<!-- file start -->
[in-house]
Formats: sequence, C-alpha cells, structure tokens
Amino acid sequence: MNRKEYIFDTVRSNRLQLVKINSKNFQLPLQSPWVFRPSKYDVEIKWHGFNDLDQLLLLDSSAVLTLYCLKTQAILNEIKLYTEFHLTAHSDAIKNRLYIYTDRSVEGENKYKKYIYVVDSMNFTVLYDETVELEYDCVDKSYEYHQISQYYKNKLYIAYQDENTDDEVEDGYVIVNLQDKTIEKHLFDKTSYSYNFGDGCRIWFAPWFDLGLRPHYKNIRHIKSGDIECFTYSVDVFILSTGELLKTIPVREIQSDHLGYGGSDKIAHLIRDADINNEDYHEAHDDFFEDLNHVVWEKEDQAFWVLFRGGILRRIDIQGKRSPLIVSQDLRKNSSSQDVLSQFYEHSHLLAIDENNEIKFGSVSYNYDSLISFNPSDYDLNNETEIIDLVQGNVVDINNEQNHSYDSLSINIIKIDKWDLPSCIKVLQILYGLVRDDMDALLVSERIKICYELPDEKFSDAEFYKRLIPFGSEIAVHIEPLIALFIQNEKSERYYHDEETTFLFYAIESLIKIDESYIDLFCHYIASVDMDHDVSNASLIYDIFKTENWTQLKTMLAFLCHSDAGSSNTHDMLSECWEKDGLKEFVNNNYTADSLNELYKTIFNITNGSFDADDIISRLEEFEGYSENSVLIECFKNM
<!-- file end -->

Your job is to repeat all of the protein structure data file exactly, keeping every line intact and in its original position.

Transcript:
[in-house]
Formats: sequence, C-alpha cells, structure tokens
Amino acid sequence: MNRKEYIFDTVRSNRLQLVKINSKNFQLPLQSPWVFRPSKYDVEIKWHGFNDLDQLLLLDSSAVLTLYCLKTQAILNEIKLYTEFHLTAHSDAIKNRLYIYTDRSVEGENKYKKYIYVVDSMNFTVLYDETVELEYDCVDKSYEYHQISQYYKNKLYIAYQDENTDDEVEDGYVIVNLQDKTIEKHLFDKTSYSYNFGDGCRIWFAPWFDLGLRPHYKNIRHIKSGDIECFTYSVDVFILSTGELLKTIPVREIQSDHLGYGGSDKIAHLIRDADINNEDYHEAHDDFFEDLNHVVWEKEDQAFWVLFRGGILRRIDIQGKRSPLIVSQDLRKNSSSQDVLSQFYEHSHLLAIDENNEIKFGSVSYNYDSLISFNPSDYDLNNETEIIDLVQGNVVDINNEQNHSYDSLSINIIKIDKWDLPSCIKVLQILYGLVRDDMDALLVSERIKICYELPDEKFSDAEFYKRLIPFGSEIAVHIEPLIALFIQNEKSERYYHDEETTFLFYAIESLIKIDESYIDLFCHYIASVDMDHDVSNASLIYDIFKTENWTQLKTMLAFLCHSDAGSSNTHDMLSECWEKDGLKEFVNNNYTADSLNELYKTIFNITNGSFDADDIISRLEEFEGYSENSVLIECFKNM